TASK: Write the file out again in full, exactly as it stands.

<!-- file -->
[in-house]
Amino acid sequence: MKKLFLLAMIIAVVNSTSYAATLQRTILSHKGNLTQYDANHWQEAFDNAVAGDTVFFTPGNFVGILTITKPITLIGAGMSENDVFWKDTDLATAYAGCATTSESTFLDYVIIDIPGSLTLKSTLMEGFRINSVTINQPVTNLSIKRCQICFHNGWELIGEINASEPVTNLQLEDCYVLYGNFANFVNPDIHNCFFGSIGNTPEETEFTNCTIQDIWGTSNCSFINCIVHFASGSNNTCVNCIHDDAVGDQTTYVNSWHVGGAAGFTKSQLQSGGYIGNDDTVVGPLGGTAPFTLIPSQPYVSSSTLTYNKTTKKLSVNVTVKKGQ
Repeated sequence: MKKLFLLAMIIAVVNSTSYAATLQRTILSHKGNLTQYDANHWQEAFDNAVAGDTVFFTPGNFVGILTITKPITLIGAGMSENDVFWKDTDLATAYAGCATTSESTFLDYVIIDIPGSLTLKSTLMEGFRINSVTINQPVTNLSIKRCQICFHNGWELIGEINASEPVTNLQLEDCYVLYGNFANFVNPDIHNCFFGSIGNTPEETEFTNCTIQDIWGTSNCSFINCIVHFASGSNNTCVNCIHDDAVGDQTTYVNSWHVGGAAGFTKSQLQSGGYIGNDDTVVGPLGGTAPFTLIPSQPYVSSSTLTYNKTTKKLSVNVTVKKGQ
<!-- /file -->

[in-house]
Amino acid sequence: MKKLFLLAMIIAVVNSTSYAATLQRTILSHKGNLTQYDANHWQEAFDNAVAGDTVFFTPGNFVGILTITKPITLIGAGMSENDVFWKDTDLATAYAGCATTSESTFLDYVIIDIPGSLTLKSTLMEGFRINSVTINQPVTNLSIKRCQICFHNGWELIGEINASEPVTNLQLEDCYVLYGNFANFVNPDIHNCFFGSIGNTPEETEFTNCTIQDIWGTSNCSFINCIVHFASGSNNTCVNCIHDDAVGDQTTYVNSWHVGGAAGFTKSQLQSGGYIGNDDTVVGPLGGTAPFTLIPSQPYVSSSTLTYNKTTKKLSVNVTVKKGQ
Repeated sequence: MKKLFLLAMIIAVVNSTSYAATLQRTILSHKGNLTQYDANHWQEAFDNAVAGDTVFFTPGNFVGILTITKPITLIGAGMSENDVFWKDTDLATAYAGCATTSESTFLDYVIIDIPGSLTLKSTLMEGFRINSVTINQPVTNLSIKRCQICFHNGWELIGEINASEPVTNLQLEDCYVLYGNFANFVNPDIHNCFFGSIGNTPEETEFTNCTIQDIWGTSNCSFINCIVHFASGSNNTCVNCIHDDAVGDQTTYVNSWHVGGAAGFTKSQLQSGGYIGNDDTVVGPLGGTAPFTLIPSQPYVSSSTLTYNKTTKKLSVNVTVKKGQ